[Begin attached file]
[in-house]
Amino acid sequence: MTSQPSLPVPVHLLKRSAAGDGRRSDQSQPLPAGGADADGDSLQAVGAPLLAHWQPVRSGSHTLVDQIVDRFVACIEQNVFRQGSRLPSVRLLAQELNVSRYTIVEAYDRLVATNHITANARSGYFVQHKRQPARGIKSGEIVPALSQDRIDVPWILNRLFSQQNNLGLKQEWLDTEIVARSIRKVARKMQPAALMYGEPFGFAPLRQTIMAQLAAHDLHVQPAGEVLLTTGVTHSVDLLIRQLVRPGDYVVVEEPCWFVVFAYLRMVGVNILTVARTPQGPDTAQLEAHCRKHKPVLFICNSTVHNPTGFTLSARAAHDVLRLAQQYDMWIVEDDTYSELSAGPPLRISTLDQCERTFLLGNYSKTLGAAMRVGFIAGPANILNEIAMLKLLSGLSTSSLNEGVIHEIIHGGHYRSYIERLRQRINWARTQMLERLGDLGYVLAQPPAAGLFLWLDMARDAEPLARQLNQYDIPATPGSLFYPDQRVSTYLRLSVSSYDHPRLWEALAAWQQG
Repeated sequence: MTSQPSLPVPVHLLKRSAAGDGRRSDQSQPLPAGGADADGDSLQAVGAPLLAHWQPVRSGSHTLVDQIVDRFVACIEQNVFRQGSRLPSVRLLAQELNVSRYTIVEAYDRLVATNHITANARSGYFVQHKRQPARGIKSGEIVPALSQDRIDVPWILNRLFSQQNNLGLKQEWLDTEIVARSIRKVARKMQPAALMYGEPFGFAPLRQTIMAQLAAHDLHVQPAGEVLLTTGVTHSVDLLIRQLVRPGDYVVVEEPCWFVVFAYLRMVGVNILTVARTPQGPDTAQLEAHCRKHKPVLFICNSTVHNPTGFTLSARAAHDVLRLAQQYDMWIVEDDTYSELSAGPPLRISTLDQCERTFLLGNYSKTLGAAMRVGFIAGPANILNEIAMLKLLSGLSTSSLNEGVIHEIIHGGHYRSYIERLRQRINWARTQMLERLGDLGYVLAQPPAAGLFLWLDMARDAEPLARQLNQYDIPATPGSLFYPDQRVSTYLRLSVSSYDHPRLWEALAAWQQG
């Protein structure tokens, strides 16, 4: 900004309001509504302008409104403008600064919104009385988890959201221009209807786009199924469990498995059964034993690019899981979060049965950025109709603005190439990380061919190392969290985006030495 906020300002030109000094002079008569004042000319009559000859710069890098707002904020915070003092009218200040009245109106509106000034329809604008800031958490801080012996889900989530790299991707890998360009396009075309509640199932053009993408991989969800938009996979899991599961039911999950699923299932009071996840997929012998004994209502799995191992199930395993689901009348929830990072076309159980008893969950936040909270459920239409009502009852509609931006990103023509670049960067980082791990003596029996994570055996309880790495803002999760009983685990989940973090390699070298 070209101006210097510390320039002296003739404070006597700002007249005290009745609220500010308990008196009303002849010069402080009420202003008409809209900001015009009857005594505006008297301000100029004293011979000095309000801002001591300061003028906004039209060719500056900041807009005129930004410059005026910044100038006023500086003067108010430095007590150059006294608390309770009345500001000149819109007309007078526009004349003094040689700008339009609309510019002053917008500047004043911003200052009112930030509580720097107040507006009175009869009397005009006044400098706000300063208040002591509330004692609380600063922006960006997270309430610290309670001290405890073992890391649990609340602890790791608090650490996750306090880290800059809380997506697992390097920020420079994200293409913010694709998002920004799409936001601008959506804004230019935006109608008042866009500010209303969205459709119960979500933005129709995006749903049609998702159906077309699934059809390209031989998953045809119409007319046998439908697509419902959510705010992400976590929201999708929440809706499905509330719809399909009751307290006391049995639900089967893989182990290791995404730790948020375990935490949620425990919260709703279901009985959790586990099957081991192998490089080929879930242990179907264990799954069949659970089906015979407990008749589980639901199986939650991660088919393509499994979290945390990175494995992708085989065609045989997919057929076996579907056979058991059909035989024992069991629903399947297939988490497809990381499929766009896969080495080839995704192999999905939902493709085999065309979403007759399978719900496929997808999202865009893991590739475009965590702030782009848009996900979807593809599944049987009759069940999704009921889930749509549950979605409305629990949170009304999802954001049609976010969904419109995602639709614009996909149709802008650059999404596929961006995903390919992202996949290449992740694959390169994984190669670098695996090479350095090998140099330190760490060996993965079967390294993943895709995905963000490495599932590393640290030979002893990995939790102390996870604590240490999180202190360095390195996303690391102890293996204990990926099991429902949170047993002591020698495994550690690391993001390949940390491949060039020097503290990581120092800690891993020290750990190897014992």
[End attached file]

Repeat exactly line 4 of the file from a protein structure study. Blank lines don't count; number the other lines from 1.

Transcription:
């Protein structure tokens, strides 16, 4: 900004309001509504302008409104403008600064919104009385988890959201221009209807786009199924469990498995059964034993690019899981979060049965950025109709603005190439990380061919190392969290985006030495 906020300002030109000094002079008569004042000319009559000859710069890098707002904020915070003092009218200040009245109106509106000034329809604008800031958490801080012996889900989530790299991707890998360009396009075309509640199932053009993408991989969800938009996979899991599961039911999950699923299932009071996840997929012998004994209502799995191992199930395993689901009348929830990072076309159980008893969950936040909270459920239409009502009852509609931006990103023509670049960067980082791990003596029996994570055996309880790495803002999760009983685990989940973090390699070298 070209101006210097510390320039002296003739404070006597700002007249005290009745609220500010308990008196009303002849010069402080009420202003008409809209900001015009009857005594505006008297301000100029004293011979000095309000801002001591300061003028906004039209060719500056900041807009005129930004410059005026910044100038006023500086003067108010430095007590150059006294608390309770009345500001000149819109007309007078526009004349003094040689700008339009609309510019002053917008500047004043911003200052009112930030509580720097107040507006009175009869009397005009006044400098706000300063208040002591509330004692609380600063922006960006997270309430610290309670001290405890073992890391649990609340602890790791608090650490996750306090880290800059809380997506697992390097920020420079994200293409913010694709998002920004799409936001601008959506804004230019935006109608008042866009500010209303969205459709119960979500933005129709995006749903049609998702159906077309699934059809390209031989998953045809119409007319046998439908697509419902959510705010992400976590929201999708929440809706499905509330719809399909009751307290006391049995639900089967893989182990290791995404730790948020375990935490949620425990919260709703279901009985959790586990099957081991192998490089080929879930242990179907264990799954069949659970089906015979407990008749589980639901199986939650991660088919393509499994979290945390990175494995992708085989065609045989997919057929076996579907056979058991059909035989024992069991629903399947297939988490497809990381499929766009896969080495080839995704192999999905939902493709085999065309979403007759399978719900496929997808999202865009893991590739475009965590702030782009848009996900979807593809599944049987009759069940999704009921889930749509549950979605409305629990949170009304999802954001049609976010969904419109995602639709614009996909149709802008650059999404596929961006995903390919992202996949290449992740694959390169994984190669670098695996090479350095090998140099330190760490060996993965079967390294993943895709995905963000490495599932590393640290030979002893990995939790102390996870604590240490999180202190360095390195996303690391102890293996204990990926099991429902949170047993002591020698495994550690690391993001390949940390491949060039020097503290990581120092800690891993020290750990190897014992």